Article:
As a result, the website appears more professional which gives the content credibility and the user a sense of security. This is extremely important when creating a website online because effectively anyone with the knowledge to build a website can publish content online. Once again, from his book Ordering Disorder Grid Principles for Web Design, Khoi Vinh says “If a user encounters some evidence that there is order in place, his confidence in and sense of ease with the system increases dramatically.”

This is extremely important as, very often the user does not know the source of the content on a webpage. However, if the page looks good, is well laid out, and so on, it gives a professional feel and look to it therefore reinforcing the credibility of content and putting the user at ease.

 

Conclusion

Overall, even though one restaurant’s website has been discussed, it is apparent that many of the more professional and successful restaurants and businesses utilise grid systems on their websites. A grid is an extremely useful and powerful tool, however great care should be taken at the start of a web design project when designing the grid.

“A grid is only useful if it is derived from the material it is intended to handle.” – Derek Birdsall, Notes on Book Design.

Furthermore, Khoi Vinh also says “ when we use a grid for the Web, we must be responsive to our users, we must create experiences around the fact that they will not just consume them but also use them, and so we must take into account the grids behavioural dimension as much as its formal dimensions. We must also keep in mind that the grid is not a tool to impose order on users or to usurp their control; it is a tool to impart order to our users so they can create their own experiences.”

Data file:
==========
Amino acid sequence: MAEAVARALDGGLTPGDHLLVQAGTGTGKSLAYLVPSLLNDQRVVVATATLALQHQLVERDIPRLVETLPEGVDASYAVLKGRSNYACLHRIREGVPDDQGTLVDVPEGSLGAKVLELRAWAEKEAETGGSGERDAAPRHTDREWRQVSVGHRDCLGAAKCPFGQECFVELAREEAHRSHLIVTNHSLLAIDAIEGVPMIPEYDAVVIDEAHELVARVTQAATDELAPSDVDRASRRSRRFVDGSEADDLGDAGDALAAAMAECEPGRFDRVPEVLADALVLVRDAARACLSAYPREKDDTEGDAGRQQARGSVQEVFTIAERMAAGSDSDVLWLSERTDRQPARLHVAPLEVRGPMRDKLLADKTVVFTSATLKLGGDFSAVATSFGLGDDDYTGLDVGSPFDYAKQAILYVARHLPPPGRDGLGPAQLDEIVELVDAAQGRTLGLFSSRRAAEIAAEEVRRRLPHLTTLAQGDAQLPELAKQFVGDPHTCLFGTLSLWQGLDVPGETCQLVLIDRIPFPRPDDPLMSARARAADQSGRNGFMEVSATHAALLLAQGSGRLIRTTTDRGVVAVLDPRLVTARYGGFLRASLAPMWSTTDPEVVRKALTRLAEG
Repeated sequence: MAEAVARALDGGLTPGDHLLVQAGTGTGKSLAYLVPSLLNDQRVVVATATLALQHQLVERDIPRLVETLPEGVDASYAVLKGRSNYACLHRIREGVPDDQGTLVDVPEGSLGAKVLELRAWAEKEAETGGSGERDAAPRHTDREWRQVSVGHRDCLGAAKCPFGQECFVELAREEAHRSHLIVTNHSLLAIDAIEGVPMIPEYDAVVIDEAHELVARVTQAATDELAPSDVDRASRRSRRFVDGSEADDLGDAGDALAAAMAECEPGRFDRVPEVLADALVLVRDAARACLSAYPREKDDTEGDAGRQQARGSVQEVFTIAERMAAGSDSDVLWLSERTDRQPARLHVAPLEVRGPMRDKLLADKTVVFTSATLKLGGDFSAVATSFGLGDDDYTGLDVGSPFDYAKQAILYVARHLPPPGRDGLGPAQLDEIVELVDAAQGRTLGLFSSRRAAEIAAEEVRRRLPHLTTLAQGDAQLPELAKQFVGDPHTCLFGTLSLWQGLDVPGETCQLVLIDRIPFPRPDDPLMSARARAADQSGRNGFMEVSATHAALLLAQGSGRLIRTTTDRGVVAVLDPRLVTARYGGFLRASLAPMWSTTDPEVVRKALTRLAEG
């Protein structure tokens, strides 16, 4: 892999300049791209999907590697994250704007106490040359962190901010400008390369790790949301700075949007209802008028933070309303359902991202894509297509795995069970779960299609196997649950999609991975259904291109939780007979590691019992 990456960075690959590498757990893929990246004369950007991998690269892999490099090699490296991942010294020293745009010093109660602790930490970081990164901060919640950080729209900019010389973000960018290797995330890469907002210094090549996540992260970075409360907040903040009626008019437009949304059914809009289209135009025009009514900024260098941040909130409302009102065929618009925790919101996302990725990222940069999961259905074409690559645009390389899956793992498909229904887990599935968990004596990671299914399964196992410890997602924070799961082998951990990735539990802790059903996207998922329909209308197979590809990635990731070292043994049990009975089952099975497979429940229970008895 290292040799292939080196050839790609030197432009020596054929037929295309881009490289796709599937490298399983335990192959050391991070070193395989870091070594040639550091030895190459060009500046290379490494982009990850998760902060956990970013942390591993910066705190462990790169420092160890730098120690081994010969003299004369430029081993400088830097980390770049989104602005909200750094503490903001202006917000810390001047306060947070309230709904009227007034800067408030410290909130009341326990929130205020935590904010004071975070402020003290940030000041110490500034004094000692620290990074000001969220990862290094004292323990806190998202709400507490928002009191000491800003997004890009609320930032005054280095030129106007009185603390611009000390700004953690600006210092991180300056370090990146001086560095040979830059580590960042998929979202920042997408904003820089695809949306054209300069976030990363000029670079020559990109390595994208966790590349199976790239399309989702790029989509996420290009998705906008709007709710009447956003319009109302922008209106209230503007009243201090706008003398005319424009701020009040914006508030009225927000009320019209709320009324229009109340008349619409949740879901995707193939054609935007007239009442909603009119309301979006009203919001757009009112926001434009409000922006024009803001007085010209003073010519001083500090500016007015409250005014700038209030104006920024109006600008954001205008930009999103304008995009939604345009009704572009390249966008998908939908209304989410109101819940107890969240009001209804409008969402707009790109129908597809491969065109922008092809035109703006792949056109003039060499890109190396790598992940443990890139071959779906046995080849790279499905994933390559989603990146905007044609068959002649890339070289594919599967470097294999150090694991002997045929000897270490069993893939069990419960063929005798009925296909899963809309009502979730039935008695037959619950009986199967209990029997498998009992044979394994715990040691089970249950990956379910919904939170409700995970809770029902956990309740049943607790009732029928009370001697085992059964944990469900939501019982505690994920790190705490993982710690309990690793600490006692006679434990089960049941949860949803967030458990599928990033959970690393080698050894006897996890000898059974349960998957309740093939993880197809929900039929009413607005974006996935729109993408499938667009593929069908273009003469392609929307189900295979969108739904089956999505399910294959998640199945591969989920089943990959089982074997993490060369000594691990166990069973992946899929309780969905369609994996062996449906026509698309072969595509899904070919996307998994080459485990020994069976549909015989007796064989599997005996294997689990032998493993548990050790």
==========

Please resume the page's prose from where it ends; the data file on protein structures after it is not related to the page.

Here, Khoi Vinh is basically saying that the user is not just going to read a website, he is going to interact and negotiate the information being portrayed for himself. For this reason, a grid must not be overly complicated and instead should be kept ‘everyday’ simple. In other words, a web designer should not design the content layout in a way that he believes people should look at it, but keep it basic so that the user can interpret the content provided in a way he or she wants to.

In general, grids are used to line-up and present visual content in an orderly and logical manner to support a good user experience. In addition, a grid assists in the creation of a visually balanced website which is paramount in helping a user to understand the content and interpret it correctly and effectively.

In addition, a grid allows emphasis to be placed on content by ensuring the object to be emphasised is placed off the grid. This method of emphasis is extremely useful and also very aesthetically pleasing when used effectively. A grid can also guide a user into the content and guarantee it is clearly legible and accessible by ensuring elements are lined up, flow correctly and found where they are expected to be.

Furthermore, a grid layout can assist in enhancing the brand image or identity and provide credibility both to the content on a website and a business overall. By ensuring a website’s content is lined up on a grid system, not only is it more legible and easier for a user to skim through to find the required information, it also assists in providing visual balance, emphasis where it is needed, a positive effect on legibility, usability, accessibility and an ultimately better user experience.

The overall result is that a website appears more professional. This in turn gives the content more credibility and makes the user happy with the information due to the sense of security gained. Arguably, this is one of the most important reasons for using a grid system as  anyone with the knowledge to build a website can publish content online and users know this. So it is fundamental that a user gets a sense of security about the content, otherwise he or she will simply leave the website and disregard the information therein.

 

Bibliography

Typographic Systems: Design Brief by Kimberly Elam, New York: Papress Enfield: Publishers Group UK 2007, ISBN: 1568986874, 9781568986876

Geometry of Design: Studies in Proportion and Composition by Kimberly Elam, New York: Princeton Architectural Press 2001, ISBN: 1568982496, 9781568982496

Grid Systems: Principles of Organizing Type by Kimberly Elam, New York: Princeton Architectural  London: Hi Marketing 2004, ISBN: 1568984650, 9781568984650

Grids: The Structure of Graphic Design by Jute Andre, Crans-Pres-Celigny: RotoVision 1996, ISBN: 2880462770, 9782880462772

A Practical Guide to Designing for the Web by Mark Boulton, Penarth: Mark Boulton Design 2009, ISBN: 0956174019, 9780956174017